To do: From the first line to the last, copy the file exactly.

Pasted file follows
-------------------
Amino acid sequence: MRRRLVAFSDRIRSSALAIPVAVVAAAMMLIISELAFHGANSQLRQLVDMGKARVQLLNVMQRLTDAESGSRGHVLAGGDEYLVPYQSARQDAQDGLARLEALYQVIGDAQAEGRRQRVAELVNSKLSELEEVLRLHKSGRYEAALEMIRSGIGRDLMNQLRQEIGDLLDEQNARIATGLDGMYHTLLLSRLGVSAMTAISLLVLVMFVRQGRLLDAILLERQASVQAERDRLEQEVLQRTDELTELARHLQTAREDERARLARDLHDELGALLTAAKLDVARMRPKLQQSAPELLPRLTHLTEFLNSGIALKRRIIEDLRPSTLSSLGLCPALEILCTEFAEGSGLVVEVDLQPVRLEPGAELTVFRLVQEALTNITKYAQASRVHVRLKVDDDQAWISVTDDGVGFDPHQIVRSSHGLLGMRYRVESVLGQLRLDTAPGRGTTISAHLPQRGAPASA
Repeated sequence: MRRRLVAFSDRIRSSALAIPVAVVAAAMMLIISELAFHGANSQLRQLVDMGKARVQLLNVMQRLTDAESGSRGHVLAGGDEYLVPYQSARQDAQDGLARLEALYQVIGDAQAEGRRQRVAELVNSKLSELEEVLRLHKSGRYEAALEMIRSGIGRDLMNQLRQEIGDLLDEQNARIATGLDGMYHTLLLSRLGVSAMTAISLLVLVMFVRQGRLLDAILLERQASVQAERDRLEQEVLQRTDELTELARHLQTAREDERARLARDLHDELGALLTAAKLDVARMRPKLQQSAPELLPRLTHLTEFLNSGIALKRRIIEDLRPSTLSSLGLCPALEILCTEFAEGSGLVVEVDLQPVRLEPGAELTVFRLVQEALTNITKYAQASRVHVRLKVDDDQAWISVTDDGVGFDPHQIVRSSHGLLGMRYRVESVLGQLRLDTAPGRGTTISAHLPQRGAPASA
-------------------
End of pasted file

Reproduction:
Amino acid sequence: MRRRLVAFSDRIRSSALAIPVAVVAAAMMLIISELAFHGANSQLRQLVDMGKARVQLLNVMQRLTDAESGSRGHVLAGGDEYLVPYQSARQDAQDGLARLEALYQVIGDAQAEGRRQRVAELVNSKLSELEEVLRLHKSGRYEAALEMIRSGIGRDLMNQLRQEIGDLLDEQNARIATGLDGMYHTLLLSRLGVSAMTAISLLVLVMFVRQGRLLDAILLERQASVQAERDRLEQEVLQRTDELTELARHLQTAREDERARLARDLHDELGALLTAAKLDVARMRPKLQQSAPELLPRLTHLTEFLNSGIALKRRIIEDLRPSTLSSLGLCPALEILCTEFAEGSGLVVEVDLQPVRLEPGAELTVFRLVQEALTNITKYAQASRVHVRLKVDDDQAWISVTDDGVGFDPHQIVRSSHGLLGMRYRVESVLGQLRLDTAPGRGTTISAHLPQRGAPASA
Repeated sequence: MRRRLVAFSDRIRSSALAIPVAVVAAAMMLIISELAFHGANSQLRQLVDMGKARVQLLNVMQRLTDAESGSRGHVLAGGDEYLVPYQSARQDAQDGLARLEALYQVIGDAQAEGRRQRVAELVNSKLSELEEVLRLHKSGRYEAALEMIRSGIGRDLMNQLRQEIGDLLDEQNARIATGLDGMYHTLLLSRLGVSAMTAISLLVLVMFVRQGRLLDAILLERQASVQAERDRLEQEVLQRTDELTELARHLQTAREDERARLARDLHDELGALLTAAKLDVARMRPKLQQSAPELLPRLTHLTEFLNSGIALKRRIIEDLRPSTLSSLGLCPALEILCTEFAEGSGLVVEVDLQPVRLEPGAELTVFRLVQEALTNITKYAQASRVHVRLKVDDDQAWISVTDDGVGFDPHQIVRSSHGLLGMRYRVESVLGQLRLDTAPGRGTTISAHLPQRGAPASA